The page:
Moscow: freedom fighters challenge Putin
Boris Fedjukin, leader of the Libertarian Party, has not fled abroad like other opposition politicians. This war 'cannot be attributed to the will of all citizens in Russia'. Dissidents subjected to constant checks and searches. "Russians value freedom more than it seems".
Moscow (AsiaNews) - If not interned in camps, most opposition political leaders in Russia have fled abroad. Instead, the young president of the Libertarians Party, Boris Fedjukin (see photo), who heads an unofficially registered formation active in various locations, with its headquarters in Samara, a large city lying on the banks of the Volga, wants to stay at all costs. In an interview with Radio Svoboda, he explained his hopes for the future of Russia.
According to Fedjukin, 'our country is split in two: on the one hand, there is an elite of obsessives, who support Putin's crazy plans, propagandists and 'siloviki', men of strength and order, who only want to preserve the current order of things. These reject all calls for peace, and bear the responsibility for the deaths and massacres'. All others, the politician explains, 'are cut off from choices, have no voice and are marginalised, subjugated by propaganda, and are merely passive witnesses to the madness in power'.
The majority of Russians are unable to realise the tragedy of the war. Fedjukin says that every morning he has to explain to his son to 'not believe the teachers when they praise the war and Putin', and in the evenings he interrogates him to find out what they have tried to inculcate in him. Police officers have already been to his house several times to search it, and the young activist has been put on the list of 'Russophobes 2022', which issues notices to all websites warning them not to publish his anti-war statements.
Members of his party have tried to contact 'libertarians around the world' to explain that this war 'cannot be attributed to the will of all citizens of Russia'. Fedjukin did not flee, to continue to testify to the values he believes in, 'individualism and the right of every person to seek happiness where and how they believe', without condemning those who prefer to go elsewhere: 'I made the choice to stay, first and foremost out of duty to my loved ones'. He talks about his son going to school, his wife, his elderly father, but also about home and work. He emphasises that 'my roots are in Russia'.
The authorities subject the families of the escaped activists to systematic pressure and searches. Boris says he 'feels sick at the thought of making my relatives and friends pay for the consequences of my actions'. The constant searches 'of Stalinist memory' test people's patience, are psychological torture before being a measure of real oppression, since they almost always end in failure; the real punishment is always having vulgar and threatening men in the house, who turn everything they find without logic or real purpose.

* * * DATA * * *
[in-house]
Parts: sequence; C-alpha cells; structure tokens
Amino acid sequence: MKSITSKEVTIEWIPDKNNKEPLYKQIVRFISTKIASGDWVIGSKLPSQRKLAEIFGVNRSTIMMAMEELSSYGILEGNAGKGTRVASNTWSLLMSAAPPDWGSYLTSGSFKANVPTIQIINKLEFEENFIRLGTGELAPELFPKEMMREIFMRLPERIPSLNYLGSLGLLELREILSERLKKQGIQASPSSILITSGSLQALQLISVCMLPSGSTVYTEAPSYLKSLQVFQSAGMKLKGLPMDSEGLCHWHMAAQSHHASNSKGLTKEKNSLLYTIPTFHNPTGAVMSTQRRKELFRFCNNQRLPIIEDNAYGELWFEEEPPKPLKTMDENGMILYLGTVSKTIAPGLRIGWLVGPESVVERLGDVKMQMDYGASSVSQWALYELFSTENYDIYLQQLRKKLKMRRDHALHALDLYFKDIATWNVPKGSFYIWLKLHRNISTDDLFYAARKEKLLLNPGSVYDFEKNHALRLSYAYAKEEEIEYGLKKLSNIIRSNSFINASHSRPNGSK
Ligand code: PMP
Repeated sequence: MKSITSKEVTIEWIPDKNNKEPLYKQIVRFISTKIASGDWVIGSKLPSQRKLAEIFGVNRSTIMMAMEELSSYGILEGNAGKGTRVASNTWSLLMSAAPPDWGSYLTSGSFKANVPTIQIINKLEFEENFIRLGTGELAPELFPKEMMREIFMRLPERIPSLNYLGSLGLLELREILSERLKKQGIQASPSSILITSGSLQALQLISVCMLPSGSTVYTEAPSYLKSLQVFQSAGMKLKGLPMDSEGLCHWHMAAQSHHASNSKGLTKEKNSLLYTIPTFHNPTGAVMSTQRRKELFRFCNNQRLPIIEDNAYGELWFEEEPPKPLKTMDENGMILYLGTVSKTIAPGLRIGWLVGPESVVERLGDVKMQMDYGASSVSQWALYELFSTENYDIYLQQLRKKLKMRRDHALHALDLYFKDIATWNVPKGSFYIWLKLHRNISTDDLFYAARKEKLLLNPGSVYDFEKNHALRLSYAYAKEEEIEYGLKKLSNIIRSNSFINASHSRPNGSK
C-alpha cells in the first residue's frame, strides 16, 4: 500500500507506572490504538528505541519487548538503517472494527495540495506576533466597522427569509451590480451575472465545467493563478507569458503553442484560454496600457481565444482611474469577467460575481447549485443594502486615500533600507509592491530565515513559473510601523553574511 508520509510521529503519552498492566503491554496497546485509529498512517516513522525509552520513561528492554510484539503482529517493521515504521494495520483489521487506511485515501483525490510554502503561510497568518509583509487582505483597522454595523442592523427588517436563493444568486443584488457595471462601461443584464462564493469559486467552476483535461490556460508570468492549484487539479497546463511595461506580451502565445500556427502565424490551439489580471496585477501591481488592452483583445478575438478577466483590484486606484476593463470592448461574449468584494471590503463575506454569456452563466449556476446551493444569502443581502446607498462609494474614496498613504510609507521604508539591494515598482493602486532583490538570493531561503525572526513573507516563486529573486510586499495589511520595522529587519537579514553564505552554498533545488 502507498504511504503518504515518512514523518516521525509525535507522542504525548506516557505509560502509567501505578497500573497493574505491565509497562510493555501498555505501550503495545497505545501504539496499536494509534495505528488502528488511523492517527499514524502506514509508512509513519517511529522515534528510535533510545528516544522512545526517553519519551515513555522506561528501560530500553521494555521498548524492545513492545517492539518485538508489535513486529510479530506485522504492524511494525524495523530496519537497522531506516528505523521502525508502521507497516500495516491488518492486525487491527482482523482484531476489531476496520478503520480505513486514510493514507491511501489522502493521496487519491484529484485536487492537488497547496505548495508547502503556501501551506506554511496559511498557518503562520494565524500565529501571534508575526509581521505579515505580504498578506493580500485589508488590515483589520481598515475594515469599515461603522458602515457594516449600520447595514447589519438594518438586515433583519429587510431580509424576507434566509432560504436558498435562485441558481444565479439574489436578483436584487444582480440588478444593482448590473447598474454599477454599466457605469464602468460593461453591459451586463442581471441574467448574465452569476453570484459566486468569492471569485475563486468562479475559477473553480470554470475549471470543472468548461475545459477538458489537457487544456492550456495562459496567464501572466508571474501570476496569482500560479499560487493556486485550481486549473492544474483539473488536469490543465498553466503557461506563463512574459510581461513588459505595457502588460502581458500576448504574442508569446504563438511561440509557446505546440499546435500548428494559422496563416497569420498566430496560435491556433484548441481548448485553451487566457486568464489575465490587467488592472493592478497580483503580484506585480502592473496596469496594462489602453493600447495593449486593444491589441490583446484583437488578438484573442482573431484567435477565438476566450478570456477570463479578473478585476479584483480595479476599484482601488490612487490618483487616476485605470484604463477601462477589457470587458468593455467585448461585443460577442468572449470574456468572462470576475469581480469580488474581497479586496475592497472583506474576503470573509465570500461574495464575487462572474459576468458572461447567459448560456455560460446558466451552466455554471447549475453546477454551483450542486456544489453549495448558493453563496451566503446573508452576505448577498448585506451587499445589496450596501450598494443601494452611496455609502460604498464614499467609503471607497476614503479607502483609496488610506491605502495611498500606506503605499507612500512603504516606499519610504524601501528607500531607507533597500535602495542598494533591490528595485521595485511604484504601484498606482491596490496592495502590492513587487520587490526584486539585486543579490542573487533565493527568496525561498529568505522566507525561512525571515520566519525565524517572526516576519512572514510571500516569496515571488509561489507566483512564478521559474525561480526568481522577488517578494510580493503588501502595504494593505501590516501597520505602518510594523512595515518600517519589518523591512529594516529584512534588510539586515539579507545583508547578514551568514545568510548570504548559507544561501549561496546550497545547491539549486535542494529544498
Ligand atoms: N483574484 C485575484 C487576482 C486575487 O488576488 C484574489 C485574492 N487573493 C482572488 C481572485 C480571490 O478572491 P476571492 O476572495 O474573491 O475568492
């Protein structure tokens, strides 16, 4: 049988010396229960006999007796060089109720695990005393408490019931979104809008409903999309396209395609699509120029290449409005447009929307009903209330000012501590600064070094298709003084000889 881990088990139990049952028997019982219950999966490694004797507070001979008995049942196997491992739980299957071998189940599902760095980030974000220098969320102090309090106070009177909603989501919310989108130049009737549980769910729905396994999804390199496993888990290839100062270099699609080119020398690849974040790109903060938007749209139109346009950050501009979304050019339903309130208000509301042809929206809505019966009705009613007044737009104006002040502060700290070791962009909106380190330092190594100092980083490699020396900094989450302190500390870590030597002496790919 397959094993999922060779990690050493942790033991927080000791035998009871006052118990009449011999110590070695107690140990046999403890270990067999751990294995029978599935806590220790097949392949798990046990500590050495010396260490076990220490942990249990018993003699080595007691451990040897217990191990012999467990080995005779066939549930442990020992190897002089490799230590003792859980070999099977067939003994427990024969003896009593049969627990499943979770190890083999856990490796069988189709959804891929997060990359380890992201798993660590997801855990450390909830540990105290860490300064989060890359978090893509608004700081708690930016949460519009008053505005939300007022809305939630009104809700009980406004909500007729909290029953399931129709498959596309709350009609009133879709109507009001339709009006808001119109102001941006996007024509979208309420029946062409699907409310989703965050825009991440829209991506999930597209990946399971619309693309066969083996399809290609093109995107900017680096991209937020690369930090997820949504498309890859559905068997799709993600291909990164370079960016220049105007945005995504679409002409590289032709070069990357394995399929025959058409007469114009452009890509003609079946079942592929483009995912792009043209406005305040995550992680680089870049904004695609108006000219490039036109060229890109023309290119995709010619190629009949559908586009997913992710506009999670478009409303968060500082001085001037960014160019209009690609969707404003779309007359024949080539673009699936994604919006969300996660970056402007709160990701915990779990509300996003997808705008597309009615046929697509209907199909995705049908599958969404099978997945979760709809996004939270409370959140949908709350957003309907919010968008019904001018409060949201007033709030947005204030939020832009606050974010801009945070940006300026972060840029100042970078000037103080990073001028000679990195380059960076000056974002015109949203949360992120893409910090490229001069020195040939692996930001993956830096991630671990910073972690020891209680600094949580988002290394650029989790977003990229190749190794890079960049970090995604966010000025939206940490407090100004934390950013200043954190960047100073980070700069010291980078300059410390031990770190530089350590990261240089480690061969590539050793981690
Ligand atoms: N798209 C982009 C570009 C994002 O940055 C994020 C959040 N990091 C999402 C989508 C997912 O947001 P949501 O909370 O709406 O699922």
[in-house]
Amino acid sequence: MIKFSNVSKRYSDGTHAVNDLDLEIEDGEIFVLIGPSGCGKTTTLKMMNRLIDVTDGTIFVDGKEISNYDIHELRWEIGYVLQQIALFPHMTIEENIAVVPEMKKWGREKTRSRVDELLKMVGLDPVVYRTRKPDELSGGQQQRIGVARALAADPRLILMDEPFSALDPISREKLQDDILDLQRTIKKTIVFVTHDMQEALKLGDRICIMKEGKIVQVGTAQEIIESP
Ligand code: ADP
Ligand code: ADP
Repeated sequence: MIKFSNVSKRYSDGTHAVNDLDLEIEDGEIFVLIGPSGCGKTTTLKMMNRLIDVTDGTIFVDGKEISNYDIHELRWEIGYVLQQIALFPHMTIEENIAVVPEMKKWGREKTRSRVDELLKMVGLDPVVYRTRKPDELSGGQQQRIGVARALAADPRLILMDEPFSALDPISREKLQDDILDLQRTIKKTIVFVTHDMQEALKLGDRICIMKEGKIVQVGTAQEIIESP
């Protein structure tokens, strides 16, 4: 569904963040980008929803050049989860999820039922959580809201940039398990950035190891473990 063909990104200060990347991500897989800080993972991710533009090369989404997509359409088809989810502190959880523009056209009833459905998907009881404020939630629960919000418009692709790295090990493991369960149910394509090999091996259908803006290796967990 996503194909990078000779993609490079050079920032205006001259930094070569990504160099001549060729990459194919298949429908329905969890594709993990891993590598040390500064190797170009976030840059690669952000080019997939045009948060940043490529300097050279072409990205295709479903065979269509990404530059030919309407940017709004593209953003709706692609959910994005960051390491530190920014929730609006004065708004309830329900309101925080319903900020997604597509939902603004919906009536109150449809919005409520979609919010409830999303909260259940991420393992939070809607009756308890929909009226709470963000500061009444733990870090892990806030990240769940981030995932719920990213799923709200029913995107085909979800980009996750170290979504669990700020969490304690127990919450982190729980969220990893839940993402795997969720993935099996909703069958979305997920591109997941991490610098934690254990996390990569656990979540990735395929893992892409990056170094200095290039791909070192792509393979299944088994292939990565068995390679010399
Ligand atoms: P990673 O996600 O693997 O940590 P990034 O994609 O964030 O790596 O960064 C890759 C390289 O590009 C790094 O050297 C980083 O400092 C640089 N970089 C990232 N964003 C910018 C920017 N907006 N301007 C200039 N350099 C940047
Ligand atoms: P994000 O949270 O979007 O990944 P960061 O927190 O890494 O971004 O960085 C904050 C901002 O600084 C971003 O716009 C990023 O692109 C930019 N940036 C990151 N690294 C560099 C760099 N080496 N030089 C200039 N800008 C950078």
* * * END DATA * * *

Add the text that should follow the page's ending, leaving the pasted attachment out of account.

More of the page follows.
Fedjukin adds that he remains in Russia out of loyalty to his party comrades, starting with his wife Alisa, who are trying to imitate the dissidents of the Soviet period in order to make at least a faint voice in favour of peace heard 'like those who took to the streets in 1968, to condemn the invasion of Czechoslovakia, and let the world know that not all Russians are imperialist fanatics'. Today the libertarians, rather than on almost impossible public demonstrations, focus on the defence of rights with legal aid, and try to present candidates in municipal elections, as in Moscow and Saratov.
The worst thing, Boris explains, is that 'they didn't take away all our freedoms in one moment, we would all have had a tremendous shock, but they took them away little by little in a systematic way, and there seems to be no end to this process'. The problem is not so much the 'ridiculous lists of Russophobes or 'inoagenty', enemies of the fatherland' that are almost 'a sign of distinction and honour', but the systematic handing over of data and information on the lives of dissidents into the hands of the security forces, 'which take our breath away'.
Yet the young politician is not entirely pessimistic: 'The Russians value freedom more than it seems, and after so many experiments with authoritarianism, we now know how dangerous the state can be. The state brings suffering and despair, 'the Russian people know that they have to rely only on their own strength, we have a libertarian spirit, and we will be able to be reborn from this'.